Water Resources, Wetlands Conservation & Management
Mission: TreePeople's mission is to inspire, engage and support people to take personal responsibility for the urban environment, making it safe, healthy, fun and sustainable and to share the results as a model for the world.
Programs: Treepeople's education programs: provide hands-on, science-based environmental curricula to kindergarten through twelfth-grade students each year, providing direct and indirect benefit to nearly 350,000 local students and teachers. In addition to increasing science education in schools, these programs are designed to inspire and empower future generations to take action for the environment. In addition, treepeople's community education program trains thousands of adults to plant and care for trees, transform their landscapes to be sustainable, and harvest rainwater.
treepeople's forestry programs: inspire thousands of volunteers to plant and care for trees, distribute fruit trees to low-income angelenos, and restore damaged natural ecosystems in parks, mountains, neighborhoods and school yards throughout greater los angeles. Special focus is given to areas most in need of tree canopy. Treepeople's pioneering citizen forestry model gives ordinary people the extraordinary ability to improve their environment by incorporating nature and "forest-mimicking" technologies into their urban landscape. In 2003, the united nations world forestry organization recognized treepeople's forestry work as a global model for other large cities.
treepeople's policy programs work with all levels of government to create progressive laws, policies and incentives to support 21st century "green" infrastructure, using nature and nature-based technologies to make los angeles sustainable. Over the past 20 years, treepeople has played a leading role in demonstrating that it is technologically, socially and environmentally feasible to use green infrastructure to create a local water supply source and transform neighborhoods to be healthy and resilient. Now, faced with an historic drought and a changing climate, treepeople's leadership is needed more than ever. Policy initiatives include an innovative multi-agency collaborative recently recognized by the environmental protection agency, a 2014 leadership delegation to learn the lessons from australia's 12-year millennium drought, and the development of the los angeles department of water and power's first-ever stormwater capture master plan.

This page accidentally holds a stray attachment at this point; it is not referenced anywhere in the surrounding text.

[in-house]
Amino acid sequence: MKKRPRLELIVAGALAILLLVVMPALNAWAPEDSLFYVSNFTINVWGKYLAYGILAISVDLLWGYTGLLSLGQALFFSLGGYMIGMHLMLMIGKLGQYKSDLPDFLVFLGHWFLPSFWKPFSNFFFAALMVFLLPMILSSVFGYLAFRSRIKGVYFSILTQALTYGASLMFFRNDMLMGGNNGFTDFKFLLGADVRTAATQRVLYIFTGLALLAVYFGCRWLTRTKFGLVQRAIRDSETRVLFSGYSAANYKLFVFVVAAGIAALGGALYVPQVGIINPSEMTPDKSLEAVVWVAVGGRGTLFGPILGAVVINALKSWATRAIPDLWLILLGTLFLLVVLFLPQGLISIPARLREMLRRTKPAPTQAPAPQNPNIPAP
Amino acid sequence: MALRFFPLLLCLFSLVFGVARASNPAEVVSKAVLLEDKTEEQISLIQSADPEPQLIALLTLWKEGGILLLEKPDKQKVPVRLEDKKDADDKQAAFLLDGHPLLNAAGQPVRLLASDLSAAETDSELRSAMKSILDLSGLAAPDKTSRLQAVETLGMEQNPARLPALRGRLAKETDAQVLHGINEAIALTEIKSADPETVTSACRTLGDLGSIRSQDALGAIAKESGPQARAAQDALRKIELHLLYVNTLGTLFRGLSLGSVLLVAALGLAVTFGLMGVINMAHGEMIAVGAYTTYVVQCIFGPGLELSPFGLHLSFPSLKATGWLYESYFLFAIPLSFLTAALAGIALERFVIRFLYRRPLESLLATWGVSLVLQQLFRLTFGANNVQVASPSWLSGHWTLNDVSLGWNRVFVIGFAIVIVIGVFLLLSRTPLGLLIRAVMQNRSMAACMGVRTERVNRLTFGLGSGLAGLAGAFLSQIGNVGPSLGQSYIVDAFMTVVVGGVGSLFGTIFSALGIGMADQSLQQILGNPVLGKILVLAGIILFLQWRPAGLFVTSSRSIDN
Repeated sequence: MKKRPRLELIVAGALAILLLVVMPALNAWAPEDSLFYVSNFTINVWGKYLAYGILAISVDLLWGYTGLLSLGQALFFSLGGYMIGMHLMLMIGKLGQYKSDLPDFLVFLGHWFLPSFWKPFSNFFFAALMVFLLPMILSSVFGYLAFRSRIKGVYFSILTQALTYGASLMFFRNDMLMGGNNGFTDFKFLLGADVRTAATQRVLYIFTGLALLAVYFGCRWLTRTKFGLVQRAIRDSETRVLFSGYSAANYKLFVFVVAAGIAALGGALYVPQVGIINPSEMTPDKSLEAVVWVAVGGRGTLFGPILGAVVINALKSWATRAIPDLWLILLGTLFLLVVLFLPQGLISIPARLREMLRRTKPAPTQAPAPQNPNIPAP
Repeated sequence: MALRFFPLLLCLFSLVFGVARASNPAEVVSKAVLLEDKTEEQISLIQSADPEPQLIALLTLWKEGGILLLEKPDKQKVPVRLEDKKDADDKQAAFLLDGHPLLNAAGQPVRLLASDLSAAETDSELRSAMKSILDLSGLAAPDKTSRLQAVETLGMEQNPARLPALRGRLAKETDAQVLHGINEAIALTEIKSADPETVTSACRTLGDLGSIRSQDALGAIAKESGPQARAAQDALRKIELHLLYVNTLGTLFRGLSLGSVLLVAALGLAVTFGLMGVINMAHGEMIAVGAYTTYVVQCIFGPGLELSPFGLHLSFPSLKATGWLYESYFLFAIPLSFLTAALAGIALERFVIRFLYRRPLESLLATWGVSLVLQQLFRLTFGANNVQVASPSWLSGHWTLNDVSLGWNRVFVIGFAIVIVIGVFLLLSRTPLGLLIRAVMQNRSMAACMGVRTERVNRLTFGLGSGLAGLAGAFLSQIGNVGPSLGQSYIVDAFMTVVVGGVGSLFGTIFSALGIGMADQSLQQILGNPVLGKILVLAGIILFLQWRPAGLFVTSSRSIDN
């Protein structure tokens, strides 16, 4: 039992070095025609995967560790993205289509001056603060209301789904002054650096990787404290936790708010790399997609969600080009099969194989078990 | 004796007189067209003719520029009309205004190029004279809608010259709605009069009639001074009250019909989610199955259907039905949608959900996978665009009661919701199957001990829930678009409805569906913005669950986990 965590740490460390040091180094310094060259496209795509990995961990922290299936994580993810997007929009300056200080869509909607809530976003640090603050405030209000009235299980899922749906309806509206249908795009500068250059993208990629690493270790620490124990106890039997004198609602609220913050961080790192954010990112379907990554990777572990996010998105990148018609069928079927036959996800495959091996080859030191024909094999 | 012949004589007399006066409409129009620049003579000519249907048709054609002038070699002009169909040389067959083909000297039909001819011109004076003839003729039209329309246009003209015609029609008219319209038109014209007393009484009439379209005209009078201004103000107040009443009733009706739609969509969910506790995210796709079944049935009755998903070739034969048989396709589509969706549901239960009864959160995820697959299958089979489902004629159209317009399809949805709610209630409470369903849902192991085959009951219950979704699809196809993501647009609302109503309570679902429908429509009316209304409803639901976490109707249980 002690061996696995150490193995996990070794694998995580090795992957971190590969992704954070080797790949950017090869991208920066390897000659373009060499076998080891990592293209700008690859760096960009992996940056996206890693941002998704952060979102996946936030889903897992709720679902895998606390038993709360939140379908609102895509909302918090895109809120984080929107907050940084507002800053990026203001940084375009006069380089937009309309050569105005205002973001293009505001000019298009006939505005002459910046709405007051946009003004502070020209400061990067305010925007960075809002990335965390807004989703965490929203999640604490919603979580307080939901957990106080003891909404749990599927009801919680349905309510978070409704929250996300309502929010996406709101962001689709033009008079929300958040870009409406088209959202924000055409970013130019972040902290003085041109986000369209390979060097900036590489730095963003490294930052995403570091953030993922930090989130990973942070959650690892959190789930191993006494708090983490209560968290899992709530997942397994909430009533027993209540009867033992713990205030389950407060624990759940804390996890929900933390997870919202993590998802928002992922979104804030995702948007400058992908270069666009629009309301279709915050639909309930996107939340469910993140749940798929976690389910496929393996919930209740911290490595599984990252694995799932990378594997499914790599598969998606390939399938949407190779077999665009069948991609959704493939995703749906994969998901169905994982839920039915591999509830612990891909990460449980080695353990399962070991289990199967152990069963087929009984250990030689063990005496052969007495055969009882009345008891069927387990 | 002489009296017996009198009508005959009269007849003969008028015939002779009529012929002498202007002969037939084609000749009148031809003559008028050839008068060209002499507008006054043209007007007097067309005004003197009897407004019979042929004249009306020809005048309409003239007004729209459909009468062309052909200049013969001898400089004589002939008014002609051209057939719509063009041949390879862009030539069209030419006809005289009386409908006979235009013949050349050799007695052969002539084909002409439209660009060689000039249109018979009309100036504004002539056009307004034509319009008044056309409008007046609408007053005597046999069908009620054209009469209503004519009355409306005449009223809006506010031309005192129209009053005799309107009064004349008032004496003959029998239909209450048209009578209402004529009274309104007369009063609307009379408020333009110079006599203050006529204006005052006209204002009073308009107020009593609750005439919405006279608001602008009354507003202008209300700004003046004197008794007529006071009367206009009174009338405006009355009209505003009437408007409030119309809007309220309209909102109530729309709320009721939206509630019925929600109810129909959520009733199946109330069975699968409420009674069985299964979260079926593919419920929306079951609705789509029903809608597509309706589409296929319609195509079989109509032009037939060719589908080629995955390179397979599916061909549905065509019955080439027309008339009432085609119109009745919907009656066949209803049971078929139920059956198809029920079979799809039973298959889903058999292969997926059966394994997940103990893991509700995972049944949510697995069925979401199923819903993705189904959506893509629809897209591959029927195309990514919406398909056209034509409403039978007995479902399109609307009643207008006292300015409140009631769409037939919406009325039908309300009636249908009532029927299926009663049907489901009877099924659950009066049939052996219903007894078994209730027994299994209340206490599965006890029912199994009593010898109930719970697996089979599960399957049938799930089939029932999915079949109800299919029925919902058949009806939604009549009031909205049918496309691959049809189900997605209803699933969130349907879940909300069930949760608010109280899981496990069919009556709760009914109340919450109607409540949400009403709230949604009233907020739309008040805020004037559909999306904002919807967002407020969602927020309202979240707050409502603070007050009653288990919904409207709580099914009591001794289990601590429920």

treepeople has embarked on a multi-year effort to expand program delivery with maximum efficiency, including the following:- regionalization: treepeople is concentrating programs on geographic areas of greatest need in order to develop sustainable networks of local citizens, businesses and public agencies committed to environmental stewardship. - civic engagement and education via technology: treepeople is building web-based systems to help recruit, train and support volunteers - resulting in increased personalized service and operational efficiency. - strategic partnerships: treepeople is using formal agreements with government agencies that oversee public land to create "distribution systems" for delivering forestry and education programs, as well as creating agreements with public works and utility agencies so they can take advantage of treepeople's research and experience in regional water issues. - strategic investors: treepeople seeks philanthropic and corporate investors to fund initiatives over multiple years, providing the organization with long-term stability, flexibility and success. The award-winning treepeople center for community forestry includes a four-acre campus of sustainably-designed buildings - the s. Mark taper foundation environmental learning center, the w. M. Keck foundation nursery, the la kretz urban watershed garden and the conference center. Designed by marmol radziner and associates, the conference center achieved the u. S. Green building council's leed (leadership in energy and environmental design) highest rating of platinum. These structures as well as the parking area collect rainwater which is then stored in a 216,000-gallon cistern, underground, for use in irrigating the gardens. Throughout the 45-acre park, a new interpretive program provides visitors with innovative and inspiring displays. Visitors' experience of the park is enhanced by recent conservation work to ensure the future health of native plants and wildlife, as well as improvements to hiking trails and the outdoor amphitheatre. An ongoing series of events and programs brings local and national leaders together to find solutions to the looming water and energy crisis facing los angeles and many other urban centers in the coming decade.